For mid-major NCAA basketball teams, scheduling is a major issue
Monday, June 14, 2010
Looking to add games for next season, Wichita State men's basketball Coach Gregg Marshall sits in his office and awaits word from an assistant and school official who for weeks have been calling dozens of teams asking to play. Time after time, they relay Marshall the same two-letter response: no.
"It is a pain in the [butt], for lack of a better word," Marshall said. "Constantly pounding the keys on the phone to get somebody to say yes. It's almost impossible."
The period between the end of the Final Four and the start of July's recruiting period is a critical and often maddening season for head coaches, assistants and athletic department officials hoping to finalize men's basketball schedules at competitive mid-major programs.
While they aim to find strong opponents to bolster their strength of schedule, getting a respectable team -- much less one from a power conference -- to come to their arena is usually a futile endeavor. And all that could be riding on finding the right opponents is a potential at-large NCAA tournament berth next season and maybe even job security for the head coach.
"It is part of the puzzle that you have to figure out," New Mexico State Coach Marvin Menzies said, "or you can schedule yourself out of a job."
As Marshall put it, recruiting, scheduling and coaching are the most important aspects in college basketball -- in that order. While scheduling does not involve schmoozing third-party handlers who can steer recruits to a program, it still involves scouring the nation for someone to say yes, and some say that challenge for mid-major programs has become almost more difficult than recruiting.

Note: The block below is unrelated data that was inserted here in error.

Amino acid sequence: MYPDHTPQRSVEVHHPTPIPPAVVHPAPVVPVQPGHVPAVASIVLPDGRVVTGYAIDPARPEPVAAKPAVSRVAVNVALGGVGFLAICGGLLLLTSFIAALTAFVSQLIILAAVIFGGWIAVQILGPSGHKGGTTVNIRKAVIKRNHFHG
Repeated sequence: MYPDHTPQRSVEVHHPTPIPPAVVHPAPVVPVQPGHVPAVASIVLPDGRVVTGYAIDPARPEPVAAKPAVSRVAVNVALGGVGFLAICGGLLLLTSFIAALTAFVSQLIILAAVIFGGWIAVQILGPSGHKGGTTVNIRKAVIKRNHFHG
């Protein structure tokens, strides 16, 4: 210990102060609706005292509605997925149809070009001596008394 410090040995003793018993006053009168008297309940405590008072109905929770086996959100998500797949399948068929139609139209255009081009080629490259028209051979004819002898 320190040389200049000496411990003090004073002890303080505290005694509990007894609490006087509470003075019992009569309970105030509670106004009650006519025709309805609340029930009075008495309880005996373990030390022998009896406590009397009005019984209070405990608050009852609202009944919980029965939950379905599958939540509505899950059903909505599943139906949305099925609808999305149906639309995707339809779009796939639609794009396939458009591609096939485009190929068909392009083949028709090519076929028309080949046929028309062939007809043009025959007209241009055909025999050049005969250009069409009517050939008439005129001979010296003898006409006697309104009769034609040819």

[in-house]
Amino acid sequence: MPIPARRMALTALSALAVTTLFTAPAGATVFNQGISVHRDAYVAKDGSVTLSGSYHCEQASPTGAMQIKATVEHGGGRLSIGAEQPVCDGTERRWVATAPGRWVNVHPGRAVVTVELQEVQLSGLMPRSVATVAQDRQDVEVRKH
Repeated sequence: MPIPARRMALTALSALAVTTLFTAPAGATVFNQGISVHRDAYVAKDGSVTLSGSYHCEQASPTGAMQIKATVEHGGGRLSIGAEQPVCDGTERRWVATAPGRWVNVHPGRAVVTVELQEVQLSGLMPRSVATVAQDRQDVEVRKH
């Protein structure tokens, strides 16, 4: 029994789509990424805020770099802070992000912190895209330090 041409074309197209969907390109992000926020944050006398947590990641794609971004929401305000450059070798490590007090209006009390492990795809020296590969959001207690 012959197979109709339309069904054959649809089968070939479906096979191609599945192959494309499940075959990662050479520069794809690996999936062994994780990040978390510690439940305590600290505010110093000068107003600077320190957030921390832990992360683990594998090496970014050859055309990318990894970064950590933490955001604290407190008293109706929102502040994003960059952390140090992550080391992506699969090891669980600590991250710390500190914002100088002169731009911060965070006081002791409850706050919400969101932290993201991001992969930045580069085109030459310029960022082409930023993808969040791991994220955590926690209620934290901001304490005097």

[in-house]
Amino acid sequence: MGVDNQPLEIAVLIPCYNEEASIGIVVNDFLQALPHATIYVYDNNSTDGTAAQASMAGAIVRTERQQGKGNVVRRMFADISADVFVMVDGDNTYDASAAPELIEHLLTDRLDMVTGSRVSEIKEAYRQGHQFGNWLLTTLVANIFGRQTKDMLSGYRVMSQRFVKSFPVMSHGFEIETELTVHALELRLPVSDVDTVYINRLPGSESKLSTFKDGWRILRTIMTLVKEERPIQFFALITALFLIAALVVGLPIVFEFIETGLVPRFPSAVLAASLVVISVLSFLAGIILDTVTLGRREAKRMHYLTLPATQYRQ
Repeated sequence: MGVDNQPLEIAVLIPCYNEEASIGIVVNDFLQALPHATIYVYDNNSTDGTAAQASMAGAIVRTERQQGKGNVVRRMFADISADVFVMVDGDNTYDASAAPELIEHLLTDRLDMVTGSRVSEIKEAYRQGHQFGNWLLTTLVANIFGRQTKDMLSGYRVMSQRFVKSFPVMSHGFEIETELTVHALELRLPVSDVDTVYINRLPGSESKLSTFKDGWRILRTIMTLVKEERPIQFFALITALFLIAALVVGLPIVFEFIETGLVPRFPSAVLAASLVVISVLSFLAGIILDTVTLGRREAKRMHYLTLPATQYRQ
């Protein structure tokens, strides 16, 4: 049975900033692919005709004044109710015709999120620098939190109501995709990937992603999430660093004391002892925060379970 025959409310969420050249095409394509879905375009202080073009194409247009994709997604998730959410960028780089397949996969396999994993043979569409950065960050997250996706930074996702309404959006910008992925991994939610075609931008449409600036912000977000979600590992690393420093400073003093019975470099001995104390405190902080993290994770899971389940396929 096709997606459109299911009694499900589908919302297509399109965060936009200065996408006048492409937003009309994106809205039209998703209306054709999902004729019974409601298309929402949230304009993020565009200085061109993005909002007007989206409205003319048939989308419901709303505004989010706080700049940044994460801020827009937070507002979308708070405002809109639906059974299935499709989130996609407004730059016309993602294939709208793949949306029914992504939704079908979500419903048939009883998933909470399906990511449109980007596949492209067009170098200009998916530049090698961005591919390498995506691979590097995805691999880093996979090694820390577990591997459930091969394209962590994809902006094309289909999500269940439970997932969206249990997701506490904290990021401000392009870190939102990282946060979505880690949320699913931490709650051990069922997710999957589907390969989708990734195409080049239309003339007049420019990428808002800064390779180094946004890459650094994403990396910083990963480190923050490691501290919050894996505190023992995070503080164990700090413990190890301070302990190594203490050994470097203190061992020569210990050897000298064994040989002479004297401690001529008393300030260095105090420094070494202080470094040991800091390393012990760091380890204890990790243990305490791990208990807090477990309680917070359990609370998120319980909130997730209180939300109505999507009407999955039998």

"It is the worst thing in the world, scheduling," Oakland University Coach Greg Kampe said. "It is the worst."
Even at a school such as Morehead State, an Ohio Valley Conference program never in position to earn an at-large berth, the process is exhausting. Coach Donnie Tyndall said "every team in America" called when he took over a four-win program in 2006. Now, after an NCAA tournament appearance in 2009 and a 23-win campaign last season, it's just the opposite. Tyndall said his staff has called close to 200 schools; nearly half have openings on their schedule but will not play.
"It is like trying to find a date to the prom," Tyndall said. "You keep hearing no and eventually you say, 'Shoot, I don't know if I want to go to the prom or not.' We've all heard no so much the last few months it gets discouraging."
At Utah State, which has reached the NCAA tournament in six of the past 10 seasons, no one had much luck luring opponents to Logan, Utah, where the Aggies are 176-13 in 12 seasons under Coach Stew Morrill. So officials enlisted a prominent promoter to try to schedule a couple of nonleague games on a neutral floor against power-conference teams. He returned with a declaration: "You're right, no one wants to play you."
"It has been a nightmare," Morrill said.
Morrill said he has even tried to persuade good friend Mike Montgomery, the California coach, to play a home-and-home series against Utah State, only to elicit this response: "He just laughs at me," Morrill said. "He says: 'We're not playing you, that doesn't do us any good. I'm not that stupid.' Even your best buddies don't want to play."